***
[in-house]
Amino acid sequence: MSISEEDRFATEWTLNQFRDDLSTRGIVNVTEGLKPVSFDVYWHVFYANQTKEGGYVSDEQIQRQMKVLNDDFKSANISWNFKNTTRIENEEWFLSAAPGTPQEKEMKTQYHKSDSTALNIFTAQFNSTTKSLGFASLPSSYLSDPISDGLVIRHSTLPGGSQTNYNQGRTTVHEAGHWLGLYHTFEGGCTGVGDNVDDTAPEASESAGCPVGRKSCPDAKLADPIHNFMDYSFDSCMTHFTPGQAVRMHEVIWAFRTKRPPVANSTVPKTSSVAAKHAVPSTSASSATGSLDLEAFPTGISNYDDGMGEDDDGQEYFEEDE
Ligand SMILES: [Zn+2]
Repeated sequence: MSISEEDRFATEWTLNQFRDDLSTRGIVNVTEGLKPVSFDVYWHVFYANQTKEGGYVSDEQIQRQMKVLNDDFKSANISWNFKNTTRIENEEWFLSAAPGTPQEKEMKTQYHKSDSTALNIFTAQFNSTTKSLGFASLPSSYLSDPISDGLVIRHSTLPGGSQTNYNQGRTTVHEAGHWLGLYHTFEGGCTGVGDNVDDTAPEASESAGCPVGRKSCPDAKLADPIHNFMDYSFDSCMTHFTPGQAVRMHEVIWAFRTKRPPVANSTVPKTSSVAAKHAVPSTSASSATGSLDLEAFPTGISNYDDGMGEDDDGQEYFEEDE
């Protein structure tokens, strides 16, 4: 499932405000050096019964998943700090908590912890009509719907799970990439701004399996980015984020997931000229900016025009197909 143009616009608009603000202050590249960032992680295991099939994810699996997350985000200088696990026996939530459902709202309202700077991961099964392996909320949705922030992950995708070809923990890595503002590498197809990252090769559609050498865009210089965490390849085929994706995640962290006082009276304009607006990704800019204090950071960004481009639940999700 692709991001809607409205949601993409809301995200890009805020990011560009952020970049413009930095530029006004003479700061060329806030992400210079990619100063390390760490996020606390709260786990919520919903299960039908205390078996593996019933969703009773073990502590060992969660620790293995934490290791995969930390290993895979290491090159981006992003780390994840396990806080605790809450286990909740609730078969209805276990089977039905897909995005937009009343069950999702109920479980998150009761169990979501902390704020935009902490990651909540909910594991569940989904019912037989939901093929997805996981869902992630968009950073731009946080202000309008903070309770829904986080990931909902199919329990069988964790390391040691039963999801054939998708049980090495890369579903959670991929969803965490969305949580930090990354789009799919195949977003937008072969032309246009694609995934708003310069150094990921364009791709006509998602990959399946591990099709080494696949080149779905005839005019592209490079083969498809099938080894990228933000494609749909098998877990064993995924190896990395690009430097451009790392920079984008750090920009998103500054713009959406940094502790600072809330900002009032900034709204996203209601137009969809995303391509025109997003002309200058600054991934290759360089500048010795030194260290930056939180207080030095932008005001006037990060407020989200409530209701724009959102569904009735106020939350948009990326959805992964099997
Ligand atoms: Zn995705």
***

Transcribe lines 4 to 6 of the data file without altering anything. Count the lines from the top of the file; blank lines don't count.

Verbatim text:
Repeated sequence: MSISEEDRFATEWTLNQFRDDLSTRGIVNVTEGLKPVSFDVYWHVFYANQTKEGGYVSDEQIQRQMKVLNDDFKSANISWNFKNTTRIENEEWFLSAAPGTPQEKEMKTQYHKSDSTALNIFTAQFNSTTKSLGFASLPSSYLSDPISDGLVIRHSTLPGGSQTNYNQGRTTVHEAGHWLGLYHTFEGGCTGVGDNVDDTAPEASESAGCPVGRKSCPDAKLADPIHNFMDYSFDSCMTHFTPGQAVRMHEVIWAFRTKRPPVANSTVPKTSSVAAKHAVPSTSASSATGSLDLEAFPTGISNYDDGMGEDDDGQEYFEEDE
């Protein structure tokens, strides 16, 4: 499932405000050096019964998943700090908590912890009509719907799970990439701004399996980015984020997931000229900016025009197909 143009616009608009603000202050590249960032992680295991099939994810699996997350985000200088696990026996939530459902709202309202700077991961099964392996909320949705922030992950995708070809923990890595503002590498197809990252090769559609050498865009210089965490390849085929994706995640962290006082009276304009607006990704800019204090950071960004481009639940999700 692709991001809607409205949601993409809301995200890009805020990011560009952020970049413009930095530029006004003479700061060329806030992400210079990619100063390390760490996020606390709260786990919520919903299960039908205390078996593996019933969703009773073990502590060992969660620790293995934490290791995969930390290993895979290491090159981006992003780390994840396990806080605790809450286990909740609730078969209805276990089977039905897909995005937009009343069950999702109920479980998150009761169990979501902390704020935009902490990651909540909910594991569940989904019912037989939901093929997805996981869902992630968009950073731009946080202000309008903070309770829904986080990931909902199919329990069988964790390391040691039963999801054939998708049980090495890369579903959670991929969803965490969305949580930090990354789009799919195949977003937008072969032309246009694609995934708003310069150094990921364009791709006509998602990959399946591990099709080494696949080149779905005839005019592209490079083969498809099938080894990228933000494609749909098998877990064993995924190896990395690009430097451009790392920079984008750090920009998103500054713009959406940094502790600072809330900002009032900034709204996203209601137009969809995303391509025109997003002309200058600054991934290759360089500048010795030194260290930056939180207080030095932008005001006037990060407020989200409530209701724009959102569904009735106020939350948009990326959805992964099997
Ligand atoms: Zn995705």